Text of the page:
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Zim withdraws peacekeepers in Liberia

Zimbabwe has both police and prison officers serving in the Ebola-hit West African country.

A nurse wears protective clothing as he demonstrates the facilities in place at the Royal Free Hospital in north London on 6 August 2014, in preparation for a patient testing positive for the Ebola virus. Picture: AFP.

HARARE - Zimbabwean President Robert Mugabe has reportedly decided to withdraw peacekeepers serving in Liberia due to the Ebola outbreak.

Zimbabwe has both police and prison officers serving in the West African country.

The Zimbabwe Broadcasting Corporation (ZBC)says this doesn't mean Zimbabwe is panicking and it's just a precautionary measure.

This is the worst-ever outbreak of the disease, which has so far killed 932 people.

Earlier this week, senior home affairs official Ziyambi Ziyambi said Zimbabwean peacekeepers serving with the UN in Liberia were in no danger of contracting Ebola.

But with news that the outbreak is worsening, ZBC says Mugabe has decided to withdraw the officers.

The exact number of Zimbabwean peacekeepers currently serving in Liberia isn't clear, though the country is known to have more than a thousand police officers serving on various UN missions around the world.

Liberian President Ellen Johnson Sirleaf yesterday declared a state of emergency in Liberia.

SIERRA LEONE BLOCKADES EBOLA HIT AREAS

Police and soldiers in Sierra Leone blockaded rural areas hit by the deadly Ebola virus on Thursday, a senior officer said, after neighbouring Liberia declared a state of emergency.

President Johnson-Sirleaf announced emergency measures late on Wednesday that will, for 90 days, allow her government to curtail civil rights by imposing quarantines on badly affected communities to contain an epidemic that has struck four West African nations.

In Geneva, World Health Organization (WHO) experts were due to hold a second day of meetings to discuss emergency measures to tackle the outbreak and whether to classify it as an international public health emergency.

Though the vast majority of cases are in the remote border area of Guinea, Sierra Leone and Liberia, concern over Ebola's spread grew last month when a US citizen died in Nigeria of the virus after arriving from the region. A nurse who treated him has now also died in Lagos, and at least five other people have been isolated with symptoms.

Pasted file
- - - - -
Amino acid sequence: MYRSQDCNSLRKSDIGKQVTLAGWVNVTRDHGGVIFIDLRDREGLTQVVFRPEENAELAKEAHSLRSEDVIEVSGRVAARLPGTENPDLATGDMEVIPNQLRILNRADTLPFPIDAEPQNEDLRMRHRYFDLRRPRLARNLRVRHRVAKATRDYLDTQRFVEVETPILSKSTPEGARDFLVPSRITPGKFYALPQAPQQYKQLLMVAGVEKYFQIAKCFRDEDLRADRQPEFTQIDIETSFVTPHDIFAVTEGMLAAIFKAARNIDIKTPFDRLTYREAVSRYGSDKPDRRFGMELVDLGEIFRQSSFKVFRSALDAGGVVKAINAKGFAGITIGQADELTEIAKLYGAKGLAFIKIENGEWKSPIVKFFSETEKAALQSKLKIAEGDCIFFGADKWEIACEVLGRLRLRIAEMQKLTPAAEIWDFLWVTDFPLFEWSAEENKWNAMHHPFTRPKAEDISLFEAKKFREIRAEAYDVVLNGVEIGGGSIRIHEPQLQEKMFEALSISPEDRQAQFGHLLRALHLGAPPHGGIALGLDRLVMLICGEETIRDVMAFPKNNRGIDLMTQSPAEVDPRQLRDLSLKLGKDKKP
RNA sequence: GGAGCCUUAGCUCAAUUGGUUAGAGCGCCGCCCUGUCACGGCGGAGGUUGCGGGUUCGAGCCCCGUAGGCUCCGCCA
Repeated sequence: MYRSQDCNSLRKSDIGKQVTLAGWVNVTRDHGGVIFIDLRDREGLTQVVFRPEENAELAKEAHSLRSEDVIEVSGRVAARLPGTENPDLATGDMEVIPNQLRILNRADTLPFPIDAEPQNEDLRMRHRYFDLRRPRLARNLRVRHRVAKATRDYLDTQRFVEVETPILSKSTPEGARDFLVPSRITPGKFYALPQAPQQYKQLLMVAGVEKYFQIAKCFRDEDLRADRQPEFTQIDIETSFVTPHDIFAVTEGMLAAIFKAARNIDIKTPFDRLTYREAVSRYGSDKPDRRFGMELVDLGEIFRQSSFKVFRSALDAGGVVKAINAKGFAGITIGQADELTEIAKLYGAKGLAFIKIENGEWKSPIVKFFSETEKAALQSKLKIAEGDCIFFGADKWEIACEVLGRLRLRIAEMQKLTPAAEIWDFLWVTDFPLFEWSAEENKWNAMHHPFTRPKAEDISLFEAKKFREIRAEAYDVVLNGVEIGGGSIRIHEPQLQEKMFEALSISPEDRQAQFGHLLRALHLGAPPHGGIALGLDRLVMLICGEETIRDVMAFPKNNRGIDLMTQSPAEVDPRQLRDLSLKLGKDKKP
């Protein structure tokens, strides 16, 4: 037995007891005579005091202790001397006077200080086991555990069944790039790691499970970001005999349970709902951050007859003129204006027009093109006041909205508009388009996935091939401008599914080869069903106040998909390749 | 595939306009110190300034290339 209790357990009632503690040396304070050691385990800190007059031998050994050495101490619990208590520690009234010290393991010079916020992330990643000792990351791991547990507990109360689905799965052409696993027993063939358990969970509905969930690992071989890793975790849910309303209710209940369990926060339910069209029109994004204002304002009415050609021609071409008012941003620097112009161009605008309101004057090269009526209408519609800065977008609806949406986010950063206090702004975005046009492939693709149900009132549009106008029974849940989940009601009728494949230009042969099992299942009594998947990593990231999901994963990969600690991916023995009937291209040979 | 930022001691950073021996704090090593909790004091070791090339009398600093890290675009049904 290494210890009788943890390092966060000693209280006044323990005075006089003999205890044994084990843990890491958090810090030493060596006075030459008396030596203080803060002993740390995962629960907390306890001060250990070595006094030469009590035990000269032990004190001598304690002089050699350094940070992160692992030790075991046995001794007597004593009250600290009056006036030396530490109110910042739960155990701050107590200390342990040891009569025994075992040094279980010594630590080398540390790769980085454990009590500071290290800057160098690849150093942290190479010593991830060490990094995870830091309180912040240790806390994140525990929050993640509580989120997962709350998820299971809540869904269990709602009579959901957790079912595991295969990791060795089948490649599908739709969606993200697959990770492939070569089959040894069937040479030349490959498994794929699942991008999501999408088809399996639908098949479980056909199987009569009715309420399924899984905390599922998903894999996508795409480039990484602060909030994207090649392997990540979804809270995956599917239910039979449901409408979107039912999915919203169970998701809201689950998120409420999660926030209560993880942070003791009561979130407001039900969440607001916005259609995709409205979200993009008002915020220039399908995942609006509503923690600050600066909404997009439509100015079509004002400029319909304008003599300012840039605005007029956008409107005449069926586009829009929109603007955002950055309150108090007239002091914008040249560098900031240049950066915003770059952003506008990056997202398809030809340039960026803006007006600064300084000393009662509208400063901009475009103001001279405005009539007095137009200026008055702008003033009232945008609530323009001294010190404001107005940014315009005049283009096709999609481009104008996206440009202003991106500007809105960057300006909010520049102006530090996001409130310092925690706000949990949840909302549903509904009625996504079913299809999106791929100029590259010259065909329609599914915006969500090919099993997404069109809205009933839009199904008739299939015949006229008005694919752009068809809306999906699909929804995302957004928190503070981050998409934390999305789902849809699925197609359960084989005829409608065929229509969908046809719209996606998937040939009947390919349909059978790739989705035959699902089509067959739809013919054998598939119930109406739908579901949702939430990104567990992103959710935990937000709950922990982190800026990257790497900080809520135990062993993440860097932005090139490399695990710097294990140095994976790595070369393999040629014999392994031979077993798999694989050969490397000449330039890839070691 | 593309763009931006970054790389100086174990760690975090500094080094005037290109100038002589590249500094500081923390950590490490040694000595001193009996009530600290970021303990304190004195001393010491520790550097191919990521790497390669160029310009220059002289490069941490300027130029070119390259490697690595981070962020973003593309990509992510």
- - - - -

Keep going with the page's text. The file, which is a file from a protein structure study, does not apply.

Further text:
In Saudi Arabia, a man suspected of contracting Ebola during a recent business trip to Sierra Leone also died early on Wednesday in Jeddah.

Some major airlines, such as British Airways and Emirates, have halted flights to affected countries, while many expatriates are leaving, officials have said.

In eastern Sierra Leone - the worst-hit area of the country - the head of police said security forces deployed last night "to establish a complete blockade" of Kenema and Kailahun districts, setting up 16 checkpoints on major roads.

"No vehicles or persons are allowed into or out of the districts," Alfred Karrow-Kamara told Reuters, saying the measures would last for an initial 50-day period.

He said traders who had registered with security agencies would be able to bring in food and medicines. Security forces would mount foot patrols to ensure civilians did not slip past their roadblocks through the bush.

STATE OF EMERGENCY

In Liberia, where the death toll is rising fastest, authorities on Wednesday shut a major hospital after its Cameroonian director died of Ebola and six other staff tested positive, including two nuns and a 75-year-old Spanish priest.

President Johnson-Sirleaf said in a statement late on Wednesday that 32 health workers had already died of the disease and many sick people were going untreated after doctors deserted their posts. Schools across the country were shut last week and non-essential government workers temporarily laid off.

With Liberian troops being deployed to quarantine badly hit communities, Johnson-Sirleaf said the state of emergency was necessary for "the very survival of our state and for the protection of the lives of our people."

The military deployment - Operation White Shield - is expected to be fully in place by Friday, officials said.

In the ramshackle, ocean-front capital, residents greeted the announcement with alarm.

"This is the beginning of hardship. Ninety days of fear and suffering," said Nancy Poure, a small trader in the suburb of Johnsonville. "We need help from America. We need help."

After a trial drug was administered to two US charity workers infected in Liberia, three of the world's leading Ebola specialists urged the WHO to offer people in West Africa the chance to take experimental drugs to fight the disease.

Liberian authorities have said they are willing to authorise in-country clinical trials. U.S. President Barack Obama said on Wednesday he lacked enough information to approve the use of experimental drugs, adding that Ebola could be controlled with a strong public health response.

The WHO said it would ask medical ethics experts to explore emergency use of experimental treatments.

Additional reporting by Reuters.